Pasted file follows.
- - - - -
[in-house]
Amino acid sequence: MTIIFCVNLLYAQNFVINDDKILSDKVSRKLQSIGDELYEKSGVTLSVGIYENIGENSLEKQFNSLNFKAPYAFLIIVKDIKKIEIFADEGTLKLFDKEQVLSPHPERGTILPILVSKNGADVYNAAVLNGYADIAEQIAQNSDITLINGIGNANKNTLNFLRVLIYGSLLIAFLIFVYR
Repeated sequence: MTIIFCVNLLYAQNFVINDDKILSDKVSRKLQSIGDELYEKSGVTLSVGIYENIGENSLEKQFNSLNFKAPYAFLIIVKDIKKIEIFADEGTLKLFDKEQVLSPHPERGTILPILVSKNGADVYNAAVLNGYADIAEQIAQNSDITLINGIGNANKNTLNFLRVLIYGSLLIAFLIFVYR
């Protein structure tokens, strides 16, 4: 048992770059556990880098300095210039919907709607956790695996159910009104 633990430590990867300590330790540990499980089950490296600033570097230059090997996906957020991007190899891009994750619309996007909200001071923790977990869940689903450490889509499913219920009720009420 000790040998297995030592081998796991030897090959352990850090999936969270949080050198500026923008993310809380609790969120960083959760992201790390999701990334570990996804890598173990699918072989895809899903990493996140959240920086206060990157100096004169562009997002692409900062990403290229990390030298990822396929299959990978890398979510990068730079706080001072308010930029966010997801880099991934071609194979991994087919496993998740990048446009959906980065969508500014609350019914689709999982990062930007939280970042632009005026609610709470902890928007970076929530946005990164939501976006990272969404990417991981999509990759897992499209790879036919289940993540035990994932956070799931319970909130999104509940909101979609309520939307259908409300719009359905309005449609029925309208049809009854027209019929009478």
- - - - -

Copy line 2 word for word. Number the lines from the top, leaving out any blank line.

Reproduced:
Amino acid sequence: MTIIFCVNLLYAQNFVINDDKILSDKVSRKLQSIGDELYEKSGVTLSVGIYENIGENSLEKQFNSLNFKAPYAFLIIVKDIKKIEIFADEGTLKLFDKEQVLSPHPERGTILPILVSKNGADVYNAAVLNGYADIAEQIAQNSDITLINGIGNANKNTLNFLRVLIYGSLLIAFLIFVYR